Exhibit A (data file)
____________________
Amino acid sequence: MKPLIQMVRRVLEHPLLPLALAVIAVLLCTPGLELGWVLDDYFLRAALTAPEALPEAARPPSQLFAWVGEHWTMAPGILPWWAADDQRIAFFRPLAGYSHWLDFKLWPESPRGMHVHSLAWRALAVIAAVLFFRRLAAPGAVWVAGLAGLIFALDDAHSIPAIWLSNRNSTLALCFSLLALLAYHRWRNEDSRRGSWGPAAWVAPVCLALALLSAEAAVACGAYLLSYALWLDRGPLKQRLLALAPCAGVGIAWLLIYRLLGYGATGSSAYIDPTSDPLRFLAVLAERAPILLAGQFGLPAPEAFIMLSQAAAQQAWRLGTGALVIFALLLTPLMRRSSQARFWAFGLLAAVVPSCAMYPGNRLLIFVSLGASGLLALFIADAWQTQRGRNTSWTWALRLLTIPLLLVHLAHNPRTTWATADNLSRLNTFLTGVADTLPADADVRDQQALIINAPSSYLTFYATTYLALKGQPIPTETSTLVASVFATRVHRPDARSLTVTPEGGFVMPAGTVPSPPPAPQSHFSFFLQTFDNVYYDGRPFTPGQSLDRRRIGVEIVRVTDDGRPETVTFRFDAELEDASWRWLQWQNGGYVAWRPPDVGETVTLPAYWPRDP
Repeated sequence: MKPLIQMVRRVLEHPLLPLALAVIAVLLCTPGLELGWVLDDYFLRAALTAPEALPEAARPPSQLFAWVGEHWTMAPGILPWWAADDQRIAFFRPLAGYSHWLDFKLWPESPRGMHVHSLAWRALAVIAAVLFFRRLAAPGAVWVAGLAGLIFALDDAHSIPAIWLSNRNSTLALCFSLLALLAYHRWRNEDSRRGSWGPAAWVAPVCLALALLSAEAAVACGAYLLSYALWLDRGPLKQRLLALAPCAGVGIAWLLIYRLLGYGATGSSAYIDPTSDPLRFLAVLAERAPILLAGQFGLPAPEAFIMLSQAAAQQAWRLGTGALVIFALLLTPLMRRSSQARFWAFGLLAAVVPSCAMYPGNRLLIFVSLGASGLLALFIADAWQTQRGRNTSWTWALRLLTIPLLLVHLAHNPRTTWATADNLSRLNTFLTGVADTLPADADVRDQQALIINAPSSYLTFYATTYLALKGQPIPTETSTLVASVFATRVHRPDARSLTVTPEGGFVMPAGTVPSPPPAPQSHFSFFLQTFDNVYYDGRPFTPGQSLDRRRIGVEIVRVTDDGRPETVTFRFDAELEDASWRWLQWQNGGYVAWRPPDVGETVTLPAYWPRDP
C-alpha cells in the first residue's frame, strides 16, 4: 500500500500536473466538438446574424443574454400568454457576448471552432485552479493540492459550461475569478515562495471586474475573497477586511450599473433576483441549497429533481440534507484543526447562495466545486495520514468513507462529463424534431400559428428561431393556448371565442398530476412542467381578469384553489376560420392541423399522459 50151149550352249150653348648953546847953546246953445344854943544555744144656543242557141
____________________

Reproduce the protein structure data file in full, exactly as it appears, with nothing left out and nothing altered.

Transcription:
Amino acid sequence: MKPLIQMVRRVLEHPLLPLALAVIAVLLCTPGLELGWVLDDYFLRAALTAPEALPEAARPPSQLFAWVGEHWTMAPGILPWWAADDQRIAFFRPLAGYSHWLDFKLWPESPRGMHVHSLAWRALAVIAAVLFFRRLAAPGAVWVAGLAGLIFALDDAHSIPAIWLSNRNSTLALCFSLLALLAYHRWRNEDSRRGSWGPAAWVAPVCLALALLSAEAAVACGAYLLSYALWLDRGPLKQRLLALAPCAGVGIAWLLIYRLLGYGATGSSAYIDPTSDPLRFLAVLAERAPILLAGQFGLPAPEAFIMLSQAAAQQAWRLGTGALVIFALLLTPLMRRSSQARFWAFGLLAAVVPSCAMYPGNRLLIFVSLGASGLLALFIADAWQTQRGRNTSWTWALRLLTIPLLLVHLAHNPRTTWATADNLSRLNTFLTGVADTLPADADVRDQQALIINAPSSYLTFYATTYLALKGQPIPTETSTLVASVFATRVHRPDARSLTVTPEGGFVMPAGTVPSPPPAPQSHFSFFLQTFDNVYYDGRPFTPGQSLDRRRIGVEIVRVTDDGRPETVTFRFDAELEDASWRWLQWQNGGYVAWRPPDVGETVTLPAYWPRDP
Repeated sequence: MKPLIQMVRRVLEHPLLPLALAVIAVLLCTPGLELGWVLDDYFLRAALTAPEALPEAARPPSQLFAWVGEHWTMAPGILPWWAADDQRIAFFRPLAGYSHWLDFKLWPESPRGMHVHSLAWRALAVIAAVLFFRRLAAPGAVWVAGLAGLIFALDDAHSIPAIWLSNRNSTLALCFSLLALLAYHRWRNEDSRRGSWGPAAWVAPVCLALALLSAEAAVACGAYLLSYALWLDRGPLKQRLLALAPCAGVGIAWLLIYRLLGYGATGSSAYIDPTSDPLRFLAVLAERAPILLAGQFGLPAPEAFIMLSQAAAQQAWRLGTGALVIFALLLTPLMRRSSQARFWAFGLLAAVVPSCAMYPGNRLLIFVSLGASGLLALFIADAWQTQRGRNTSWTWALRLLTIPLLLVHLAHNPRTTWATADNLSRLNTFLTGVADTLPADADVRDQQALIINAPSSYLTFYATTYLALKGQPIPTETSTLVASVFATRVHRPDARSLTVTPEGGFVMPAGTVPSPPPAPQSHFSFFLQTFDNVYYDGRPFTPGQSLDRRRIGVEIVRVTDDGRPETVTFRFDAELEDASWRWLQWQNGGYVAWRPPDVGETVTLPAYWPRDP
C-alpha cells in the first residue's frame, strides 16, 4: 500500500500536473466538438446574424443574454400568454457576448471552432485552479493540492459550461475569478515562495471586474475573497477586511450599473433576483441549497429533481440534507484543526447562495466545486495520514468513507462529463424534431400559428428561431393556448371565442398530476412542467381578469384553489376560420392541423399522459 50151149550352249150653348648953546847953546246953445344854943544555744144656543242557141